The Curious Case of a Hacker and “Magic: The Gathering”

The Curious Case of a Hacker and “Magic: The Gathering”

In an unprecedented turn of events, a hacker targeted the Uranium Finance DeFi platform in 2021 and may have attempted to launder their stolen crypto gains in the most unexpected way – by using “Magic: The Gathering” trading cards. This peculiar revelation comes from the diligent investigation of blockchain sleuth ZachXBT, who recently shared a captivating thread outlining the hacker’s intricate money laundering operation.

According to ZachXBT, the hacker withdrew a staggering 11,200 ETH over the past year from Tornado Cash in increments of 100 ETH. To throw investigators off their trail, the hacker then made a series of calculated moves. Firstly, they converted the withdrawn ETH into wrapped ETH (WETH) and transferred it to a different address. From there, the hacker exchanged the WETH for USDC and utilized a portion of the funds to embark on an unusual spending spree – the purchase of “Magic: The Gathering” trading cards.

While the acquisition of trading cards might seem like an extraordinary choice, it may be a strategic effort by the hacker to complicate the tracing of funds back to their original source. Furthermore, the hacker cunningly deposited some of the funds into centralized exchanges such as Kraken, Bitpay, and Coinbase. By creating these additional layers of complexity, the hacker aimed to obscure their origins and impede the investigative process.

Upon careful analysis of the timeline and correlation between events, ZachXBT discovered that the hacker’s actions were likely linked to the 2021 Uranium Finance decentralized exchange exploit. The hacker’s deposits into Tornado Cash coincided with the deposit of funds by the Uranium hacker. Consequently, it appears that the stolen funds were being cleverly dispersed and utilized to further obscure their origin.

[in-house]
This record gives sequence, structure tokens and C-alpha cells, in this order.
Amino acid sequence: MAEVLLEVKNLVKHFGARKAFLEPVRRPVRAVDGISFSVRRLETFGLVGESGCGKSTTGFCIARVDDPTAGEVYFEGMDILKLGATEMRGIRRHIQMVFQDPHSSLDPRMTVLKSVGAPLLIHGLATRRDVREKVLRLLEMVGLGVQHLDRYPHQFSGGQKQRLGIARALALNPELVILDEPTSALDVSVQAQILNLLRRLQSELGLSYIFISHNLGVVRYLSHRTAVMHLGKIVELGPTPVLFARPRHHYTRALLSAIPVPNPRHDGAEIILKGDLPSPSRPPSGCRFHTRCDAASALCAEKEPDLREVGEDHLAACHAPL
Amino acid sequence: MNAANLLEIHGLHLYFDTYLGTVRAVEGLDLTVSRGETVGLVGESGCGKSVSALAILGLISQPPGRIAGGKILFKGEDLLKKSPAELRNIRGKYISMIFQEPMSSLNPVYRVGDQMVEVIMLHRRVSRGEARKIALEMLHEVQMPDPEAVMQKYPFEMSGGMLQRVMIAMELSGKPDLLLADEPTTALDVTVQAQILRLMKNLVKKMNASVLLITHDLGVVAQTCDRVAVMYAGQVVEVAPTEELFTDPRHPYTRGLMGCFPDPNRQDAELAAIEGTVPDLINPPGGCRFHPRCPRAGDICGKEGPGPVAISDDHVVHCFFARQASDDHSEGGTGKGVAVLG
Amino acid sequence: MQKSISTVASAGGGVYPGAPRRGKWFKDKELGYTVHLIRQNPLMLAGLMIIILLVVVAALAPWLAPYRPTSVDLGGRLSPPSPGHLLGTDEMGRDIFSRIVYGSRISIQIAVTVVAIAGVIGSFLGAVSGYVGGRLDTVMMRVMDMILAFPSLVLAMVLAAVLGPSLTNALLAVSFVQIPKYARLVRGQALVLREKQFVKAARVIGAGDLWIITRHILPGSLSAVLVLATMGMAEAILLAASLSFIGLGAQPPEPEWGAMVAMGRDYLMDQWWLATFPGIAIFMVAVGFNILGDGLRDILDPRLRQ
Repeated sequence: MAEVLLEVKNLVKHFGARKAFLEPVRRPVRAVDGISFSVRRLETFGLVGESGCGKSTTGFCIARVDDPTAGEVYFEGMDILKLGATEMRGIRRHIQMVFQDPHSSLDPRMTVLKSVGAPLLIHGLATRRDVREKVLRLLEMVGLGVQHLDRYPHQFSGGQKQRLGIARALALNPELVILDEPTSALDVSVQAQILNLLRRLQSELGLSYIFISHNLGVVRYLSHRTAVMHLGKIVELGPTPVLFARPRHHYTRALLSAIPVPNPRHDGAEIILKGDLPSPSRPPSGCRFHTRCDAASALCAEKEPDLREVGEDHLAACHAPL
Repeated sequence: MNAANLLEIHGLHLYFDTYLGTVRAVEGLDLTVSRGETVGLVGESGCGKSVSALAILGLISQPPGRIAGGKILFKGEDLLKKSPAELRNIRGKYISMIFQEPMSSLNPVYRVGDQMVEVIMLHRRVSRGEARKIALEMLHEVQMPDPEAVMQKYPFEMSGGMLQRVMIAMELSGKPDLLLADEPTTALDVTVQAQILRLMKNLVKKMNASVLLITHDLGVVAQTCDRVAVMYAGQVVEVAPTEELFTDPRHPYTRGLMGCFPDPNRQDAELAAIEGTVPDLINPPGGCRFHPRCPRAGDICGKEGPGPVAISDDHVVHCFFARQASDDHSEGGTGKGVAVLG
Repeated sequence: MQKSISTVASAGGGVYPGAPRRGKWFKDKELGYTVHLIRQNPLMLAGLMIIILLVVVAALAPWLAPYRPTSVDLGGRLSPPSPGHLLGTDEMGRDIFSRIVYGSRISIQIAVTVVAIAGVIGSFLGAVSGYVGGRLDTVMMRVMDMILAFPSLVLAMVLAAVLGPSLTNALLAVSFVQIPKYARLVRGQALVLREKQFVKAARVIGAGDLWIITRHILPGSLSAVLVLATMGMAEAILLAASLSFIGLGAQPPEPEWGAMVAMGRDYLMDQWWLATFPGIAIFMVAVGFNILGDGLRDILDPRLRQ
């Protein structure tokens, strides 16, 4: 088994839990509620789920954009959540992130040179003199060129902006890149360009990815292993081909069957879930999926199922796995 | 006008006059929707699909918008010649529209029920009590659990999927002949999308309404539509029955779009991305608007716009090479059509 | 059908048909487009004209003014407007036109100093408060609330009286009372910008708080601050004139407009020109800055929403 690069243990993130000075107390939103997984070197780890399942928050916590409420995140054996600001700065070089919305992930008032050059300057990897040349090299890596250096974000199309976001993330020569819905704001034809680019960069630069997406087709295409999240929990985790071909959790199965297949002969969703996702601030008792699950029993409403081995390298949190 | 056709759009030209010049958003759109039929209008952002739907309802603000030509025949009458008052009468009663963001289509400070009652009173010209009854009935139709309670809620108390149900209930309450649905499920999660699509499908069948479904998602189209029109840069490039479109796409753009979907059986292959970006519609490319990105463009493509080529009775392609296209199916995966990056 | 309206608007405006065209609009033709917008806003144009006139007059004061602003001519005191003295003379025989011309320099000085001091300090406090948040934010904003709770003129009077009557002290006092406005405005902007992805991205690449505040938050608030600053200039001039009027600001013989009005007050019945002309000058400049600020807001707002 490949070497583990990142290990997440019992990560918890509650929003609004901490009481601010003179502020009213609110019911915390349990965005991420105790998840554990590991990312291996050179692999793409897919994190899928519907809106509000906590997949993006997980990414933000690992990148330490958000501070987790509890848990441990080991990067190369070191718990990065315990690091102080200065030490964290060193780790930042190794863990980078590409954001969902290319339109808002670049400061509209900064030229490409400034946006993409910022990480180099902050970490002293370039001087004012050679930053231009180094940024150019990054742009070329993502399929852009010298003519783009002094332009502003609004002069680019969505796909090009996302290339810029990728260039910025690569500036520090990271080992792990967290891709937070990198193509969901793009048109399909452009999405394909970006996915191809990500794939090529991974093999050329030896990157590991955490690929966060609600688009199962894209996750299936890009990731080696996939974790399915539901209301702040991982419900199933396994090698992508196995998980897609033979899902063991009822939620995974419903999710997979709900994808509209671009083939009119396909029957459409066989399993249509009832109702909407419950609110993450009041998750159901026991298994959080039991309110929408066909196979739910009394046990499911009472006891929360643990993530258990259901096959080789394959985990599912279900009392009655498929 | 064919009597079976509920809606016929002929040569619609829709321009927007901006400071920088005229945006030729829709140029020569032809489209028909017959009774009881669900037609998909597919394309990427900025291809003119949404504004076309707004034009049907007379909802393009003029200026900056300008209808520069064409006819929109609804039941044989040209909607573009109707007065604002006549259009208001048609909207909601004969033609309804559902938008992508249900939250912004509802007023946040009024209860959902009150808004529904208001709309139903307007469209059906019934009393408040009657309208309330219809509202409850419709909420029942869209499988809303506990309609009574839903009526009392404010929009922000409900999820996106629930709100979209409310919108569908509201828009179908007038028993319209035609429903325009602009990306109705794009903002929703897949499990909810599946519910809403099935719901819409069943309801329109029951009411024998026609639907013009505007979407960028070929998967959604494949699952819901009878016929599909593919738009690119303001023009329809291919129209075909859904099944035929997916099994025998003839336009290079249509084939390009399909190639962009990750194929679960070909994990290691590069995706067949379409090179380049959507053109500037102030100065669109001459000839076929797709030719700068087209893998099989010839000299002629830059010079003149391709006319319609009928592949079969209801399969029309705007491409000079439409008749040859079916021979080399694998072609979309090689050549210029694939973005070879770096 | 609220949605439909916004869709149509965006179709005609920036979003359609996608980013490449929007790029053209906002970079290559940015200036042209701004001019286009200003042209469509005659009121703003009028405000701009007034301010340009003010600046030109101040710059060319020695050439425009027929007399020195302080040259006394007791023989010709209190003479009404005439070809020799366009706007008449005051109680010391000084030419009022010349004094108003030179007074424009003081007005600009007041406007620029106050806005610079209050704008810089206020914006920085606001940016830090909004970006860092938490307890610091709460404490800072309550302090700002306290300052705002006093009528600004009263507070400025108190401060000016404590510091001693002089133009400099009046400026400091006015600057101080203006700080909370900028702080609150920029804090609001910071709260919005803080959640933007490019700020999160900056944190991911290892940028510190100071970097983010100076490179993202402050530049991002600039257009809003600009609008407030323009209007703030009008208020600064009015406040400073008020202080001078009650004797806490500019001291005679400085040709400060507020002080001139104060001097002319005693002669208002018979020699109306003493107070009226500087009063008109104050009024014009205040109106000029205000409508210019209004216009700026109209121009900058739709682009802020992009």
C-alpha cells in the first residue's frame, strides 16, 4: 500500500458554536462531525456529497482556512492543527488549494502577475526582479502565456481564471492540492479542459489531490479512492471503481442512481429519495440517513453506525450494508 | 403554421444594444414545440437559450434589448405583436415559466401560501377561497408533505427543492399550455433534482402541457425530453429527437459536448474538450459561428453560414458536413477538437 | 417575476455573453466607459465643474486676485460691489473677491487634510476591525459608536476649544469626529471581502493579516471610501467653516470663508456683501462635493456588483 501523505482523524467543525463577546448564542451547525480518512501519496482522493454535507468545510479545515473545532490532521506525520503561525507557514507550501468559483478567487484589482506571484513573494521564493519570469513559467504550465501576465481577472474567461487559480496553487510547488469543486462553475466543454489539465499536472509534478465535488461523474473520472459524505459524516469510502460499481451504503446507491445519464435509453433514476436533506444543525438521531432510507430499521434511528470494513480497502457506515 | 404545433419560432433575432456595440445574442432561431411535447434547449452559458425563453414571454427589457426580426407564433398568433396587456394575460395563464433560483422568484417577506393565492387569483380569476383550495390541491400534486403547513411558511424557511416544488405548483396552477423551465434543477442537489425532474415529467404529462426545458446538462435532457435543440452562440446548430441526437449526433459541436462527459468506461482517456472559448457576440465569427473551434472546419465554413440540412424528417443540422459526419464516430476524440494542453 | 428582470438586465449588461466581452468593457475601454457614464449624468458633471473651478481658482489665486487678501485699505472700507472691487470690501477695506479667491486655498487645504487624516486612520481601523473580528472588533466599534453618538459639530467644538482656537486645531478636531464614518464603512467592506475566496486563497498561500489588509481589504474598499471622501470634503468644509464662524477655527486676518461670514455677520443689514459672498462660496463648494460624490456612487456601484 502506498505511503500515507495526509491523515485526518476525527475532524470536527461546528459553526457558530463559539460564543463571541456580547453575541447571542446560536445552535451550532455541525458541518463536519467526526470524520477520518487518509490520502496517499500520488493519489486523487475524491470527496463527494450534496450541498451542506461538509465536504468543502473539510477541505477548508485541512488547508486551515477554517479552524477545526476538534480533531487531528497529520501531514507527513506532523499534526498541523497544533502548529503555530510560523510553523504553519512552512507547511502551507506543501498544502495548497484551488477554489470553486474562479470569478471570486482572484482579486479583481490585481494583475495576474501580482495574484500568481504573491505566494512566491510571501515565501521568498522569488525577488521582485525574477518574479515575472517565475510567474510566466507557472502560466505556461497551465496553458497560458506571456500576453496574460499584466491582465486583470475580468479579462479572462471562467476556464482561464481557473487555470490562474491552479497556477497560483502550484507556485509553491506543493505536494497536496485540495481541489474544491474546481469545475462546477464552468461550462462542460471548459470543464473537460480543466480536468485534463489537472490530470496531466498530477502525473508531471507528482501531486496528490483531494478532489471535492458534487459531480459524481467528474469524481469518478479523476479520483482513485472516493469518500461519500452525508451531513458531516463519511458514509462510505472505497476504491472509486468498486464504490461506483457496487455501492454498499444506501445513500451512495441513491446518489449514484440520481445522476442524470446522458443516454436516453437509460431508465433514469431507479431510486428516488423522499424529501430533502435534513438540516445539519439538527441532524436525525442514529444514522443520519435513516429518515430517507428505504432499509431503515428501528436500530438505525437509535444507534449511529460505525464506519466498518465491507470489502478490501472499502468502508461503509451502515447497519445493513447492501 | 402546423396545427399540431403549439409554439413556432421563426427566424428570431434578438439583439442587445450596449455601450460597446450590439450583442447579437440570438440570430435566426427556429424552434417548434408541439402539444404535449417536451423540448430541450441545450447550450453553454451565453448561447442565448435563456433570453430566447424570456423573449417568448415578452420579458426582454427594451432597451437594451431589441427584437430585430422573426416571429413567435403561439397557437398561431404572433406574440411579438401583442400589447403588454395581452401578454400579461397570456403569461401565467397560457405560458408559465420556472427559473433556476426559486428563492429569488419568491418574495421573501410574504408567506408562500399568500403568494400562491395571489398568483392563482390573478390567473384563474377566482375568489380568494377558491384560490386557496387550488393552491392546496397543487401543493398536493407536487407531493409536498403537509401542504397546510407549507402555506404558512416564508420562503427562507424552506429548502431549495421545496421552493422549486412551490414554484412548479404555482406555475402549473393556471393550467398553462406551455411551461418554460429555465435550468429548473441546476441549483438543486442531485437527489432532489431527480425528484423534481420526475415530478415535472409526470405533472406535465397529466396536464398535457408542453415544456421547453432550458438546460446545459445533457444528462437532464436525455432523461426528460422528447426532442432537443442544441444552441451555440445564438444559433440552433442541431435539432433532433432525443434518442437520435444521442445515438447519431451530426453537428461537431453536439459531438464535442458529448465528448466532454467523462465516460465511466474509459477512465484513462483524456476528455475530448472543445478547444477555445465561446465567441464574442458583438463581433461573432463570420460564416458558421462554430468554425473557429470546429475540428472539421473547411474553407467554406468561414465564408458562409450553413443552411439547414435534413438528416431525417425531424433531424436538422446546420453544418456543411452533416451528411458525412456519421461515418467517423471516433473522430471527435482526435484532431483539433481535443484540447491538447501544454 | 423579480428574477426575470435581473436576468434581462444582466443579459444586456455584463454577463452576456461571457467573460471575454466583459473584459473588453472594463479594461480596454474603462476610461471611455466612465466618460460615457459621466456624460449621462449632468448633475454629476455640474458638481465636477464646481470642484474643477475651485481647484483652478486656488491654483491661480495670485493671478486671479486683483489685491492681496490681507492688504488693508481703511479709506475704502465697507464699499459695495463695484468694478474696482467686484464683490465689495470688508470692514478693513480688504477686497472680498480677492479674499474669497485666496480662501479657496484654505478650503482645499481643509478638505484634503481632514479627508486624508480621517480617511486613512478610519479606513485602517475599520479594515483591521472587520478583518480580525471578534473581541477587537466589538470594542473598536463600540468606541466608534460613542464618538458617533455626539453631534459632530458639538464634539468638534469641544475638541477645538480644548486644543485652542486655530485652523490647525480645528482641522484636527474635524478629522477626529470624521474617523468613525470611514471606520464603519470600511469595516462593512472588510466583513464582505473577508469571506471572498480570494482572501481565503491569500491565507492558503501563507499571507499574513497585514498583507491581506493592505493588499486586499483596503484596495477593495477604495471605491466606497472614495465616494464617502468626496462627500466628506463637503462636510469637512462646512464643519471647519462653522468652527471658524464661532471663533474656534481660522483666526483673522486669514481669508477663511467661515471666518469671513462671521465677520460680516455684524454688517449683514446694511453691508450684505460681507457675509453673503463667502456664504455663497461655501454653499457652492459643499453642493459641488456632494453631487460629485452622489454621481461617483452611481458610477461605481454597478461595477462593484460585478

To facilitate the purchase of “Magic: The Gathering” trading cards, the hacker enlisted the services of a U.S.-based broker. Acting as an intermediary, the broker reached out to various sellers on the hacker’s behalf. These sellers were unknowingly engaged in substantial transactions, with the hacker spending millions on items such as starter decks, alpha sets, and sealed boxes. Notably, the hacker intentionally overpaid by 5-10% for these items, possibly to add another layer of complexity to the monetary trail.

The Uranium Finance decentralized finance platform, a Binance Smart Chain-based and Uniswap fork, suffered a devastating loss of $50 million due to a hack in 2021. Seizing an opportunity presented by a calculation error in the platform’s code, the hacker successfully drained liquidity from the protocol, leaving significant repercussions in their wake.

The audacious attempt by a hacker to launder stolen cryptocurrency through the acquisition of “Magic: The Gathering” trading cards has certainly left the blockchain community astounded. This intricate web of transactions and the strategic maneuvers taken by the hacker to obscure their tracks highlight the challenges faced by investigators in tracing illicit activities in the world of decentralized finance. As technology continues to evolve, it is imperative for platforms and users alike to remain vigilant and implement robust security measures to prevent future exploitation and safeguard the integrity of the ecosystem.

Blockchain

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